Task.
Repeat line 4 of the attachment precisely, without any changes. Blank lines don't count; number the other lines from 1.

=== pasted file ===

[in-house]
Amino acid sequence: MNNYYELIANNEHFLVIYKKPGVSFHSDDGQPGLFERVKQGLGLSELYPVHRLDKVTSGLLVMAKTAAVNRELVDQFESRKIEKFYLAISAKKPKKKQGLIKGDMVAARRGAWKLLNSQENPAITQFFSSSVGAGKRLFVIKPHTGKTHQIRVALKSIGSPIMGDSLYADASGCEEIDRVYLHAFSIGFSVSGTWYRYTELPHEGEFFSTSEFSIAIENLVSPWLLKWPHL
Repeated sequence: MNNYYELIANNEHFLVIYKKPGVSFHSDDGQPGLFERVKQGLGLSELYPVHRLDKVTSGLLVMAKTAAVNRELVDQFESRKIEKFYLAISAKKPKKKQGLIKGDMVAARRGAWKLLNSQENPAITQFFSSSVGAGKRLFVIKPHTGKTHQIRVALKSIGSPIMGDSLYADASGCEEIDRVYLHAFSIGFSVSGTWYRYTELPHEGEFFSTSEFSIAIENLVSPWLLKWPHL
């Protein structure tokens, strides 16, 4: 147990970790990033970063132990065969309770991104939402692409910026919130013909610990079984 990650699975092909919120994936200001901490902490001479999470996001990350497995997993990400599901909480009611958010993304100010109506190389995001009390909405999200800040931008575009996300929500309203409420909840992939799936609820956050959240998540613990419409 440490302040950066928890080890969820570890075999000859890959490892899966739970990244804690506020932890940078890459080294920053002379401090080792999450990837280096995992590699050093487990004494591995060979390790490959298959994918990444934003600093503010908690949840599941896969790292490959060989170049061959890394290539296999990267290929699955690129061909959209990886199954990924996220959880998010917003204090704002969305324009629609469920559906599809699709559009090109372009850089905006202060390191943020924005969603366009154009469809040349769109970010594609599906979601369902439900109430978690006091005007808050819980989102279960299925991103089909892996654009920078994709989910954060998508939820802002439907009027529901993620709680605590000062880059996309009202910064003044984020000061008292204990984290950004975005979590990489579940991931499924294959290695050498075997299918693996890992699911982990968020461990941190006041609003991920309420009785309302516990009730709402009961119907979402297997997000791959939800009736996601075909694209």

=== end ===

């Protein structure tokens, strides 16, 4: 147990970790990033970063132990065969309770991104939402692409910026919130013909610990079984 990650699975092909919120994936200001901490902490001479999470996001990350497995997993990400599901909480009611958010993304100010109506190389995001009390909405999200800040931008575009996300929500309203409420909840992939799936609820956050959240998540613990419409 440490302040950066928890080890969820570890075999000859890959490892899966739970990244804690506020932890940078890459080294920053002379401090080792999450990837280096995992590699050093487990004494591995060979390790490959298959994918990444934003600093503010908690949840599941896969790292490959060989170049061959890394290539296999990267290929699955690129061909959209990886199954990924996220959880998010917003204090704002969305324009629609469920559906599809699709559009090109372009850089905006202060390191943020924005969603366009154009469809040349769109970010594609599906979601369902439900109430978690006091005007808050819980989102279960299925991103089909892996654009920078994709989910954060998508939820802002439907009027529901993620709680605590000062880059996309009202910064003044984020000061008292204990984290950004975005979590990489579940991931499924294959290695050498075997299918693996890992699911982990968020461990941190006041609003991920309420009785309302516990009730709402009961119907979402297997997000791959939800009736996601075909694209």